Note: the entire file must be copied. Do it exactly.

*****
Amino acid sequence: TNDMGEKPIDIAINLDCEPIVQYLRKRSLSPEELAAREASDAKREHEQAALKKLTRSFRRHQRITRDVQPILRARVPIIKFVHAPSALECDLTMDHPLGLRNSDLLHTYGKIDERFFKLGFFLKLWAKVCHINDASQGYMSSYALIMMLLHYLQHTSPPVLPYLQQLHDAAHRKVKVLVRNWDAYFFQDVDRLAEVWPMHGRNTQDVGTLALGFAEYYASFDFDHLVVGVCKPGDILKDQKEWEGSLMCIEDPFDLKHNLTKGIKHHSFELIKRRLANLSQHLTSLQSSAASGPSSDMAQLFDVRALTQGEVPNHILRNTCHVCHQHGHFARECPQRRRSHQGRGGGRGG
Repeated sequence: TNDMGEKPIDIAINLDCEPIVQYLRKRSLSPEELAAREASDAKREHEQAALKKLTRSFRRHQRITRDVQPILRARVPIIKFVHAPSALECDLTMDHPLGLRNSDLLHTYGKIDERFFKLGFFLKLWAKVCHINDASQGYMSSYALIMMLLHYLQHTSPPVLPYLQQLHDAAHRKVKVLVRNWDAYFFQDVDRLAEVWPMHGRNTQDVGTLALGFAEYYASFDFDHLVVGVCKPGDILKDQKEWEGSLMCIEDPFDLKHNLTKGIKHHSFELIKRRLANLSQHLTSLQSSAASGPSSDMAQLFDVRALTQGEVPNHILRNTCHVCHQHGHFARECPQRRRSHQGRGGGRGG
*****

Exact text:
Amino acid sequence: TNDMGEKPIDIAINLDCEPIVQYLRKRSLSPEELAAREASDAKREHEQAALKKLTRSFRRHQRITRDVQPILRARVPIIKFVHAPSALECDLTMDHPLGLRNSDLLHTYGKIDERFFKLGFFLKLWAKVCHINDASQGYMSSYALIMMLLHYLQHTSPPVLPYLQQLHDAAHRKVKVLVRNWDAYFFQDVDRLAEVWPMHGRNTQDVGTLALGFAEYYASFDFDHLVVGVCKPGDILKDQKEWEGSLMCIEDPFDLKHNLTKGIKHHSFELIKRRLANLSQHLTSLQSSAASGPSSDMAQLFDVRALTQGEVPNHILRNTCHVCHQHGHFARECPQRRRSHQGRGGGRGG
Repeated sequence: TNDMGEKPIDIAINLDCEPIVQYLRKRSLSPEELAAREASDAKREHEQAALKKLTRSFRRHQRITRDVQPILRARVPIIKFVHAPSALECDLTMDHPLGLRNSDLLHTYGKIDERFFKLGFFLKLWAKVCHINDASQGYMSSYALIMMLLHYLQHTSPPVLPYLQQLHDAAHRKVKVLVRNWDAYFFQDVDRLAEVWPMHGRNTQDVGTLALGFAEYYASFDFDHLVVGVCKPGDILKDQKEWEGSLMCIEDPFDLKHNLTKGIKHHSFELIKRRLANLSQHLTSLQSSAASGPSSDMAQLFDVRALTQGEVPNHILRNTCHVCHQHGHFARECPQRRRSHQGRGGGRGG